By Beatrice Brown
On August 19, Planned Parenthood announced that they would be leaving the Title X family planning program due to the Trump Administration’s new prohibition that restricts those who receive Title X funds from providing or referring patients for abortion. This restriction on Title X funding has unsurprisingly been met with a lot of criticism, namely, that it interferes with a woman’s constitutional right to abortion. This can be seen as a partial victory for those who have been attempting to defund Planned Parenthood for years, an organization that, despite others’ characterizations, is fundamentally committed to providing all women access to quality health care and is not solely an abortion provider.
As a result of this gag rule, Planned Parenthood has faced a huge ethical dilemma: Do they continue to accept Title X funding to assist low-income women with everyday health care, such as yearly routine wellness visits, or do they reject this funding and both 1) take a stand on a woman’s constitutional right to abortion and 2) continue to provide a service (or retain the right to refer patients to a service) that is crucial to women’s health? Planned Parenthood has chosen the latter, and I think that Planned Parenthood’s difficult choice is justified.
To be unable to provide abortion or refer patients to other clinics that perform abortions is to undermine the goals of Planned Parenthood. Planned Parenthood is “dedicated to offering all people high-quality, affordable medical care.” Part of this mission, then, is the ability to either provide a patient with an abortion or to refer them to a clinic that will provide this patient with the procedure. Often, abortion is a medically-indicated procedure – there are many cases where a fetus is not viable, or where carrying the pregnancy to term would result in extreme danger, including possibly death, for the mother. And not all women can afford this procedure, so they turn to a place like Planned Parenthood, where the procedure is less expensive. For Planned Parenthood, to continue to accept Title X funding would thus mean to, in part, give up a vital part of its mission.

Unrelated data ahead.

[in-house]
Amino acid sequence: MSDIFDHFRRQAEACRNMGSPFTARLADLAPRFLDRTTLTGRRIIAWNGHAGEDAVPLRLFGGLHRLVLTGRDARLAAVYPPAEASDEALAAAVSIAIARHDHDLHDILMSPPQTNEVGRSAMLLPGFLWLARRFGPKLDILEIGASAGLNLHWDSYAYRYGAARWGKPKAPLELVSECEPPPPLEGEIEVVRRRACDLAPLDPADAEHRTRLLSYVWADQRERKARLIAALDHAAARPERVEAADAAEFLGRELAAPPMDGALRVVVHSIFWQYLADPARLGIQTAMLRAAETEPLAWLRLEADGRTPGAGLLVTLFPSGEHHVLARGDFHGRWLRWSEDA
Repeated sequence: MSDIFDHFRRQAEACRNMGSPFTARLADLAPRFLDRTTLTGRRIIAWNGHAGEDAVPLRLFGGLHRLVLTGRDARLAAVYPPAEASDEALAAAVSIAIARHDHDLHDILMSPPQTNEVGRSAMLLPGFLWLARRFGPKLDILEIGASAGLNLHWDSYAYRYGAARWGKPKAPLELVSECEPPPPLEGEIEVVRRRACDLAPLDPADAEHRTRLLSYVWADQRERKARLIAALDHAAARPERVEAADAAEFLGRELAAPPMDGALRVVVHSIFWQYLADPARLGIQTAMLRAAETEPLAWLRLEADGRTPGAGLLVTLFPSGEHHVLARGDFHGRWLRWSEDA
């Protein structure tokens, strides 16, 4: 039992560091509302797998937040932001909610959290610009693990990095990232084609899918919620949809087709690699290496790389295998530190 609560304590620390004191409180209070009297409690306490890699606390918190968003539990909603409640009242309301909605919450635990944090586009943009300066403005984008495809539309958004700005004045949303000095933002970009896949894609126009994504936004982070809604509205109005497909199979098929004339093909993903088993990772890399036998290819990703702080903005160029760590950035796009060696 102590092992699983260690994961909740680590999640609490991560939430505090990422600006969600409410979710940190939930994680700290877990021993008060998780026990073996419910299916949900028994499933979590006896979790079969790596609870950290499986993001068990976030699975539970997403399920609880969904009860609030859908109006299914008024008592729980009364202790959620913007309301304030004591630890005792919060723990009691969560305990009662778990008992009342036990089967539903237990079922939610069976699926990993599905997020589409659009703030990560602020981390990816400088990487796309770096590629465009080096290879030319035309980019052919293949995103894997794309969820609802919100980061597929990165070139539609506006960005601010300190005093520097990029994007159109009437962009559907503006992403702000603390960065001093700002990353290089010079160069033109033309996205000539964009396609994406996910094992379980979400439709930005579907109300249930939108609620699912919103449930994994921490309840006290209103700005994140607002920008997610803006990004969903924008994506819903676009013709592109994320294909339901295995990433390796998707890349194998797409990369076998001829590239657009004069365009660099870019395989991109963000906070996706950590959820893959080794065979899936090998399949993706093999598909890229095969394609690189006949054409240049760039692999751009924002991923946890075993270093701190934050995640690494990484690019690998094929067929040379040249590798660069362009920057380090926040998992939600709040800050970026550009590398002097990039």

Some may object to this argument that the ability to provide low-income women with more routine services, such as yearly Pap smears or STI testing, is more crucial to Planned Parenthood’s mission than the provision of abortions. While I agree that this is indeed a grave problem, there are several reasons why I still think Planned Parenthood made the correct decision.
First, I believe the gag rule itself is unethical: It places an undue burden on a woman’s right to abortion by reducing funds for clinics who perform abortions or refer patients to clinics who perform abortions, leading to less access. Moreover, I also think that giving in to the pressure of an unethical gag rule cannot be ethically justified. Second, low-income women are unfortunately harmed if Planned Parenthood rejects Title X funding: Abortion tends to be concentrated among low-income women, meaning that the women who frequently access these services through Planned Parenthood would be unable to do so. There is of course the question of which option presents low-income women with a greater harm, and this is difficult to adjudicate. Planned Parenthood was essentially left in the position to “pick their poison,” and I think they picked the correct one.
The effects of Trump’s gag rule on low-income women are already clear, as two clinics have already shut down as a result of the loss of funding. The gag rule continues to be challenged in court, and in two weeks, oral arguments will be heard in California. I am hopeful that proponents of women’s rights will win this battle and that all women will be provided with the health care services that they need and are rightfully theirs.